05/17/2012 02:10 pm ET Updated Jul 17, 2012

A Chicago Road to Perdition for NATO?

The North Atlantic Treaty Organization (NATO) will hold meetings on May 20 and 21 in Chicago. This will be the first time an American city other than Washington will host a NATO summit. Let's hope that the Chicago Summit will be long remembered but not only for this reason. If presented as an "implementation summit" at which the alliance's leaders could assess the progress of the program agreed during the Lisbon Summit in 2010 and designed to speed up NATO's adaptation to the new security challenge, the Chicago Summit may in fact be an historical moment for the future of the alliance and for the transatlantic relationship.

More clearly than ever, the United States has indicated that its own perspective on global security is now changing. Indeed, in the strategic guidance released by the Obama administration in early January, Washington makes it crystal clear that U.S. defence policy is shifting away from the North Atlantic towards Asia. This is quite a revolution as since the Second World War, Europe has been at the core of Washington's security concerns. However, increasingly, its attention is absorbed by challenges emerging from China.

China's increasing military power based on growing defence spending is the principal reason that the U.S. announced that Asia will be the Pentagon's priority at a time when forces in Europe are being sharply cut this shift in its military strategy this year that treats. As a matter of fact, Asia is set to outspend Europe on defence this year for the first time in modern history as European nations cut military budgets. Asian states spent $262 billion on defence in 2011 compared to the European NATO members' expenditure of just under $270 billion. Moreover, the new U.S. strategy is not anymore based on the ability given to the U.S. military to fight simultaneously against two "capable" enemies but instead that Washington would fight a conflict in one region while simply "denying the objectives of -- or imposing unacceptable costs on -- an opportunistic aggressor in a second region". This is an unambiguous message according which the Europeans could perhaps not rely on Washington being on their side next time a security threat arises on their doorstep.

Washington's approach to the Libya conflict this year may have also been an important signal about its changing priorities. The United States backed the call for intervention by the United Kingdom and France, but at an early stage, Washington stunned its allies by leaning back, leaving European nations to use their military fighters and helicopters to conduct ground attacks. The Obama administration's decision on Libya to "lead from behind" exposed Europe's lack of will and capability when it came to conducting a humanitarian intervention in its own back yard.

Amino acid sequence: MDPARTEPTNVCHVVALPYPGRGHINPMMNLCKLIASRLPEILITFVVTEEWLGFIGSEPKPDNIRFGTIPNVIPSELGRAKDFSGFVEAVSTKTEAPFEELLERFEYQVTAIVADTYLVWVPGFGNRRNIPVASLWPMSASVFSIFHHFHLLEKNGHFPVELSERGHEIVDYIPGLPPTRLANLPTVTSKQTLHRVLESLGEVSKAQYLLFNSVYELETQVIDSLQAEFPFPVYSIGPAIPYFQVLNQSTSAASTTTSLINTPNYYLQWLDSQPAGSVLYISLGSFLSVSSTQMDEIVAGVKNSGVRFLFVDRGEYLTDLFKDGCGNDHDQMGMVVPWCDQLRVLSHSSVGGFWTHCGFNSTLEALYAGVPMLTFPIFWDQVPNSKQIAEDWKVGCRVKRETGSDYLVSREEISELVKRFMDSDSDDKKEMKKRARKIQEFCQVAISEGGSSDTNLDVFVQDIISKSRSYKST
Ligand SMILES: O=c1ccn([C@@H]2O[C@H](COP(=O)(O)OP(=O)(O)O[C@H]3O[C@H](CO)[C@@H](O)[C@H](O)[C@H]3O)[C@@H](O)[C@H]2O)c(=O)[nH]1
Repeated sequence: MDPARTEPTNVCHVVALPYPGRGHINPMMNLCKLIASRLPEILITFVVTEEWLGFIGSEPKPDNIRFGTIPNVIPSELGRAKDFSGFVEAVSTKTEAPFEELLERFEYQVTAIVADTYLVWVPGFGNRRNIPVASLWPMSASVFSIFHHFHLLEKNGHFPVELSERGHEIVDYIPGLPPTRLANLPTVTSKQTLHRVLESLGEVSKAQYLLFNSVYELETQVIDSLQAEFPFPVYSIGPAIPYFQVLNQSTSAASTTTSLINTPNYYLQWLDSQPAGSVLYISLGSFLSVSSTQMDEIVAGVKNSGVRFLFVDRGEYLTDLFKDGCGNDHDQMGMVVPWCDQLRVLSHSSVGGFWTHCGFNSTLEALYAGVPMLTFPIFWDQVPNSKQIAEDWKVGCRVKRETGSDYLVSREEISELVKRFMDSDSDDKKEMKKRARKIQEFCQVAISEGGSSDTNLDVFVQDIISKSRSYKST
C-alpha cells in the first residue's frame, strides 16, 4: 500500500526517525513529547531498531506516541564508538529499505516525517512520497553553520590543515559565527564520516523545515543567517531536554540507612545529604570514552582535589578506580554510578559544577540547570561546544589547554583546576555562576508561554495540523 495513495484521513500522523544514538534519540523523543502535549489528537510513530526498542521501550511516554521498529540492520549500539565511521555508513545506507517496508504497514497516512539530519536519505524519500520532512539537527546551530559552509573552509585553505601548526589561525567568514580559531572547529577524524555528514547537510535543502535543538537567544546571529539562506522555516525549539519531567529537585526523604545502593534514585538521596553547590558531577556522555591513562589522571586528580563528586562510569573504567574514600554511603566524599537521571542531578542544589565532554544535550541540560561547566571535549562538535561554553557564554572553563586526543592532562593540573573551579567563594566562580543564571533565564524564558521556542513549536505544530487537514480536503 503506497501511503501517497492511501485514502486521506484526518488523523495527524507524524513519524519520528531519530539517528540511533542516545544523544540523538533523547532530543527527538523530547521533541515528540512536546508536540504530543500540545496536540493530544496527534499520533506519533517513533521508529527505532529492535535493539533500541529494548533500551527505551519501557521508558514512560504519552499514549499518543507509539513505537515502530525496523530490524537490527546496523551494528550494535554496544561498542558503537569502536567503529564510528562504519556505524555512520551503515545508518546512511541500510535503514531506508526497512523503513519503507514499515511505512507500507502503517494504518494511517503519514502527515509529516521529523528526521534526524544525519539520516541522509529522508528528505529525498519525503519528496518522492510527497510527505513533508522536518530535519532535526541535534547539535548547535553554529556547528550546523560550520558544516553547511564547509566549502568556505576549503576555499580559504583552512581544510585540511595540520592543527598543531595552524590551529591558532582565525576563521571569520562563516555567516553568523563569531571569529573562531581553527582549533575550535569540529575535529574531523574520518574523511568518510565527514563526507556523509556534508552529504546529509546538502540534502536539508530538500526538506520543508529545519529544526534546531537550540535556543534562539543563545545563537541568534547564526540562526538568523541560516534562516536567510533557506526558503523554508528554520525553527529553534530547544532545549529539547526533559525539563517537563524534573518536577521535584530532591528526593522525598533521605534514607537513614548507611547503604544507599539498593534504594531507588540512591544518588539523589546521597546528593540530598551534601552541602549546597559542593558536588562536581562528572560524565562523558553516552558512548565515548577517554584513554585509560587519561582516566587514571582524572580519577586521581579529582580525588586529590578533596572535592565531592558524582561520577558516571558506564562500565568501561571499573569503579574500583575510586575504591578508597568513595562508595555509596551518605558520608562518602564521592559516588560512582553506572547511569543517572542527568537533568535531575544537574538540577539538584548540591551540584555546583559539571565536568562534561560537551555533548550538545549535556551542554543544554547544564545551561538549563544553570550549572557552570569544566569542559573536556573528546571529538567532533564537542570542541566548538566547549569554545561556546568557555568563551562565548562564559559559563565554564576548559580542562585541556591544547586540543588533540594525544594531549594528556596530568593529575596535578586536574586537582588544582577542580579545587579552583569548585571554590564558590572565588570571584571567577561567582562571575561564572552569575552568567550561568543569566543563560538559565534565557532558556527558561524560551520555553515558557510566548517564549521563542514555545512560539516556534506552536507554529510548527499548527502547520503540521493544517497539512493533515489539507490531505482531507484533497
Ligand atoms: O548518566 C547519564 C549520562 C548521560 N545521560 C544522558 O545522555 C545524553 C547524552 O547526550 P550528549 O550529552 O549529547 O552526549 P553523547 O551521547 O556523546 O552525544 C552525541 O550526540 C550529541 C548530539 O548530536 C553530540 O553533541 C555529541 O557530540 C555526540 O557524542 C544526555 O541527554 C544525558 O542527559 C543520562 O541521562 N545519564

The decline in European defence spending has concerned the U.S. and NATO. What this change in U.S. policy must also do is prompt Europe to think harder about its own capabilities. For the past half century, Europe has assumed that the U.S. will rush to its aid in any crisis. That assumption no longer holds. In Libya last year, the U.S. warned that it expects European nations to take the lead when crises erupt in their own backyard. Yet Europe's reaction to that warning -- and to the U.S. shift towards Asia -- has thus far been disappointing.

The NATO summit in Chicago in May is being seen as an important test of whether the alliance's European members can mitigate their collective military decline by pooling and sharing capabilities. Many experts, however, doubt that Europe will be willing to address the issue unless it first experiences an unexpected external shock in the security sphere.

Missile defense is a perfect example of the difficult relationship between the Unites States and most of NATO's European Members. During the Lisbon summit in 2010, NATO governments declared defence against ballistic missile to be an alliance-wide project on the basis that all member states will contribute. For the time being, while Washington has already begun to build up a missile defence capability based on naval assets in the Mediterranean Sea with the intent to cover all NATO countries, some of the European members have offered their territory for the deployment of radars and interceptors or the integration of their sensors and radars within the future NATO system. This demonstrates the discrepancy between the United States which is pushing for a fairer cost-sharing and NATO members which are providing cost-neutral contributions. The actual budget cut in Europe can only allow to think that the missile defence will remain a purely U.S. effort for a long time.

In Chicago, NATO members must also meet the challenge set by Anders Fogh Rasmussen, the alliance's secretary-general, to go for "smart defence". That buzzword translates into encourages fiscally-constrained countries to pool and share assets and forces in order to develop complementary capabilities to avoid duplication and consequently to allow preserving the alliance's strength. The new Obama doctrine makes such pooling imperative but NATO members currently appear to be nowhere near meeting the challenge.

Fogh Rasmussen's idea is eminently sensible. But early signs are that he will find it hard to get NATO nations to produce serious examples of defence co-operation. Three reasons explain the current failure of the "smart defence" initiative.